(CNN) -- The weeks have passed and, in most cases, their nerves have calmed. What began as shock, that they were almost victims of an in-flight terrorist attack, has morphed for many into contemplation. There are those who are still talking about what happened to them on Christmas Day, and there are others who are determined to put the incident behind them.
The passengers of Northwest Flight 253 may have been one faulty explosive away from disaster.
The suspect in that incident, Nigerian-born Umar Farouk AbdulMutallab, 23, pleaded not guilty in January to six federal terrorism charges. And he has been talking to authorities, thanks to help from his own family members.
But what if the passengers could be part of that conversation? What would they want to know or say to AbdulMutallab, the government, the world? CNN reached out by phone and e-mail to find out.
More than anything, if they could sit down with AbdulMutallab they would simply ask: Why? How did a young man who grew up with privilege, education and exposure to the greater world end up accused of attempting a terrorist attack?
"For me, these are the burning questions," said Roey Rosenblith, 27, who co-founded Village Energy, a company in Uganda that hopes to help bring solar electricity to the 80 percent of Africans who have no electrical power. "I've never had someone try to murder me, much less someone I didn't even know. So I'm very interested in finding out more about [his] motives so that we might possibly figure out how to avert others from traveling down the same path."
Could the fact that AbdulMutallab is talking to officials signal he has regret, Rosenblith wonders. If not, if he is a "lost cause," Rosenblith said he wouldn't care to waste breath speaking to him.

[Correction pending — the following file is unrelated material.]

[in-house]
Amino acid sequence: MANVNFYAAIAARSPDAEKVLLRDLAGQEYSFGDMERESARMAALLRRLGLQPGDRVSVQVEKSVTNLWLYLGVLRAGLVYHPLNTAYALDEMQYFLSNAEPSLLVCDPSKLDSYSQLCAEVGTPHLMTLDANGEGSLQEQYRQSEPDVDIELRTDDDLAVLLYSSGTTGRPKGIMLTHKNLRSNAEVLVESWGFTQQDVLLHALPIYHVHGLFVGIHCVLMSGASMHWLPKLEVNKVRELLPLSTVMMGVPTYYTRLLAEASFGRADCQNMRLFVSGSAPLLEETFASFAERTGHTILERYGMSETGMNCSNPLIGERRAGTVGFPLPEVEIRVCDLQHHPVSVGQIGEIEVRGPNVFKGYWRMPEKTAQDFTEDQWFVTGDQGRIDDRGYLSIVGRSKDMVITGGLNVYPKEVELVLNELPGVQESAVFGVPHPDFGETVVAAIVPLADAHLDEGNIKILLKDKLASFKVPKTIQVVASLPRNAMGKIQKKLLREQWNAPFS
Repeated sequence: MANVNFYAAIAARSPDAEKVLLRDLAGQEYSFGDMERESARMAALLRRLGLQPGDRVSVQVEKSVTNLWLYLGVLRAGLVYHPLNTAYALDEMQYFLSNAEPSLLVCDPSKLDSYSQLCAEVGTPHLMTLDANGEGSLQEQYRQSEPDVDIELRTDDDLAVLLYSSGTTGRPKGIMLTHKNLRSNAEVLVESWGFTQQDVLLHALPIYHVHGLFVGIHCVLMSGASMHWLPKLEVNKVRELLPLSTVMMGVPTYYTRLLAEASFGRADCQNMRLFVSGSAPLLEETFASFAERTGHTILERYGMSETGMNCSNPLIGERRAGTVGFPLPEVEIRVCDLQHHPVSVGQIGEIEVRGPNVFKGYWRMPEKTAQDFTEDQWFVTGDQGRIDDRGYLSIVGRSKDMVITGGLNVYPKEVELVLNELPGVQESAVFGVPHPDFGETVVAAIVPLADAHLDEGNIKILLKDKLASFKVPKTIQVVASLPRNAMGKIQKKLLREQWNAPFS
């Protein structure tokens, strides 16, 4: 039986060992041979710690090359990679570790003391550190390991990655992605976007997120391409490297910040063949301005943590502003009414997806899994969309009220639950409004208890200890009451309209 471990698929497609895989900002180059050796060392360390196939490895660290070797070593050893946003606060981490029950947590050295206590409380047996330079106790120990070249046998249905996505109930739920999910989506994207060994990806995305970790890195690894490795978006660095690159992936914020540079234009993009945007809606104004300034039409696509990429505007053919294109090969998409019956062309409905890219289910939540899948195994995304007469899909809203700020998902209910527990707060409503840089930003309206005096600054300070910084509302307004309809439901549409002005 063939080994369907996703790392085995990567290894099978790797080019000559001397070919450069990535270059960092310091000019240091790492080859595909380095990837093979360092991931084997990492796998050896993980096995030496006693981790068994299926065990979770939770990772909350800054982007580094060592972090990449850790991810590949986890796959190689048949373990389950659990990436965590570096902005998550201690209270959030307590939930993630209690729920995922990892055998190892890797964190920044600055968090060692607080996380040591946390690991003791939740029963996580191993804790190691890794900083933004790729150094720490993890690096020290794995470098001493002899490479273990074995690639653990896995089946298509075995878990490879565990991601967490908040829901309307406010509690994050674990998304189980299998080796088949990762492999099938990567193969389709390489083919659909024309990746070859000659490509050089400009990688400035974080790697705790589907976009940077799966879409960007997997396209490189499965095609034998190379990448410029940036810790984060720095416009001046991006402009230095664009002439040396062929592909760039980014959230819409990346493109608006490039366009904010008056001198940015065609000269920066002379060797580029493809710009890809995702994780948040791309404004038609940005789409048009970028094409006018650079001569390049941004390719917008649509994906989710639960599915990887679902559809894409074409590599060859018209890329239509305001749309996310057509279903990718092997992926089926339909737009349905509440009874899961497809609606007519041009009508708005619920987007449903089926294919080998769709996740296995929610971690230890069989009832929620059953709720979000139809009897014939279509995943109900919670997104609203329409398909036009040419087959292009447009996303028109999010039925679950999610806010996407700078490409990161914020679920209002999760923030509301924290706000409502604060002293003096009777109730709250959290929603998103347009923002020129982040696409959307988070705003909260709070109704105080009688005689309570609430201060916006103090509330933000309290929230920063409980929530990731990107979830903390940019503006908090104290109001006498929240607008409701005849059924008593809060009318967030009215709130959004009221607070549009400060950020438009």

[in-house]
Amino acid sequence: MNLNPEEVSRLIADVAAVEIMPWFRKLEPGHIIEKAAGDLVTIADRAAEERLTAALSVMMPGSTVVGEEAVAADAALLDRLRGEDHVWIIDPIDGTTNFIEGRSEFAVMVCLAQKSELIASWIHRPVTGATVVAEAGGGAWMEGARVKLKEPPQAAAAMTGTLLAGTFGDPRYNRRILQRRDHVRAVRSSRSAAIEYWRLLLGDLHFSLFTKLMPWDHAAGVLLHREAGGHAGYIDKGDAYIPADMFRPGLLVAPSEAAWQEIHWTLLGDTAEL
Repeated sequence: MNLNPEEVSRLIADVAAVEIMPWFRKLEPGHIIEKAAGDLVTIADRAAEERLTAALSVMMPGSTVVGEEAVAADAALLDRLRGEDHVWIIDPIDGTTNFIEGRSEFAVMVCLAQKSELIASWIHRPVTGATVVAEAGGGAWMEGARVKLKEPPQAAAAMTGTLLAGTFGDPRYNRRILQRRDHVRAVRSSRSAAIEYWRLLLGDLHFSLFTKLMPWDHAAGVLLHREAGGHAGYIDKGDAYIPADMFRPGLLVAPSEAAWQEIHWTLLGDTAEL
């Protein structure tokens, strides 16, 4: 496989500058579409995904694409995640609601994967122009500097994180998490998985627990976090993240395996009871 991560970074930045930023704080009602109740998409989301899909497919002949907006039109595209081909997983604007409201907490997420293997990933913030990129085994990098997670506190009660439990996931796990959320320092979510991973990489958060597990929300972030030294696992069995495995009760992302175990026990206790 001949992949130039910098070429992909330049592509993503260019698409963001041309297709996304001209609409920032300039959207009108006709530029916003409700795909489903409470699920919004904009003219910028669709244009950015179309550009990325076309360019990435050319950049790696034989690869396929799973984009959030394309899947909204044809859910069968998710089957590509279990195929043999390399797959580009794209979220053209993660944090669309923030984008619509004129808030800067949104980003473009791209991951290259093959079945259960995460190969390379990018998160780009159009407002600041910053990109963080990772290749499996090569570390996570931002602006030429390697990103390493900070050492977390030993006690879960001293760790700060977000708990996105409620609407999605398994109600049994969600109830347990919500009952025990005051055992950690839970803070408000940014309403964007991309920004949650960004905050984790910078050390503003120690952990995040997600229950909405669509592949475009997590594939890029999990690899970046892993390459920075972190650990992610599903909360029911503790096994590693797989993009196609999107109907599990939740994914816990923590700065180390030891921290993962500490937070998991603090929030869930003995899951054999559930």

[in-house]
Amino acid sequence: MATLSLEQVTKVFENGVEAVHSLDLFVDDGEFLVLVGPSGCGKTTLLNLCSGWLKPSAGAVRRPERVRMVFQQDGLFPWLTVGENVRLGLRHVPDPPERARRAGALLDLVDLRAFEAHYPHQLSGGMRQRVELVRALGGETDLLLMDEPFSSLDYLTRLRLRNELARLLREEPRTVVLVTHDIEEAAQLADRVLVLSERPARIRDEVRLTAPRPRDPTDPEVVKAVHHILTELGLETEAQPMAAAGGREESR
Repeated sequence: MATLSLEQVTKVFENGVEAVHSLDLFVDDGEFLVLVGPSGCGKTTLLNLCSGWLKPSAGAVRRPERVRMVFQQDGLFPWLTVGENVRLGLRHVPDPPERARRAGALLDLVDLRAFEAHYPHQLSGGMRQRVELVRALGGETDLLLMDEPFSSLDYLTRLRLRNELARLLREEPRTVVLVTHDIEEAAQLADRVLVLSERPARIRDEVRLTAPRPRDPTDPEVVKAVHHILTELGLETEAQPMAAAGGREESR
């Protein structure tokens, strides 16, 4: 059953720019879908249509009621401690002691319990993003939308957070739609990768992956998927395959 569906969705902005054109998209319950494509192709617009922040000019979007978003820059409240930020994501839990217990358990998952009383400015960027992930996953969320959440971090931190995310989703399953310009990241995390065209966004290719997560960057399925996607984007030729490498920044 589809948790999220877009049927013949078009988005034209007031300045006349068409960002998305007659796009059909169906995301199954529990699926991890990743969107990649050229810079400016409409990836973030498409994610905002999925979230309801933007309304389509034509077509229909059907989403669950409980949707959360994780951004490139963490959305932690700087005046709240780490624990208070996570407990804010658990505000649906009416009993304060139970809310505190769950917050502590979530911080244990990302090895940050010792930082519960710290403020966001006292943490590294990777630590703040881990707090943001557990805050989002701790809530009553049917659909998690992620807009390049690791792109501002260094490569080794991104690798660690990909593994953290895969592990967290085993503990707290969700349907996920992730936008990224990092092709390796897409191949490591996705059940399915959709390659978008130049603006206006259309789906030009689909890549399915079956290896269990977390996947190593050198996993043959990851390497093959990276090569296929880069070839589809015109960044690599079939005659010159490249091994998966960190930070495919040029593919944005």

"I don't spend a lot of time seeking out conversations with Holocaust deniers, Islamic fundamentalists or religious fanatics of any stripe," he said. "I guess I've decided that people that are beyond the pale of reason are simply that and nothing I say will convince them otherwise."
Melinda Dennis, 31, was sitting about an arm's length from AbdulMutallab when he was taken up to first class after the incident. She stared at him, and his blank expression. Now she says she'd rather speak to others considering the path he is accused of taking.
"No matter what nationality we are or religion we choose, we are still people. I am a human being, a person that faces each day trying to make myself better and enrich the lives of people who know me," said Dennis, who's lived the past year-and-a-half in Rotterdam, Netherlands, where she works as a manufacturing project manager. "Whether I live or die should not be decided on the whim of a person that wishes to brand all Americans as evil people. I am not defined by my nationality, but I believe in the goodness that resides in the people of every country."...Well, Roey, Melinda, I can explain why BombPants acted the way he did in a single line: Jihad is the way; sharia is the goal.
That's all you need to know, really. And it's the reason why, Anne Frank-esque bromides about innate goodness to the contrary (let's not forget, Anne made her comment while she was hiding in the attic, not when she was dying of typhoid in Bergen-Belsen), young Muslims will continue to act out in this "baffling" manner until you Roey, and you Melinda and everyone who dwells in that portion of the world not yet squared away for Allah concedes that sharia is numero uno.
It's as simple as that, I'm afraid.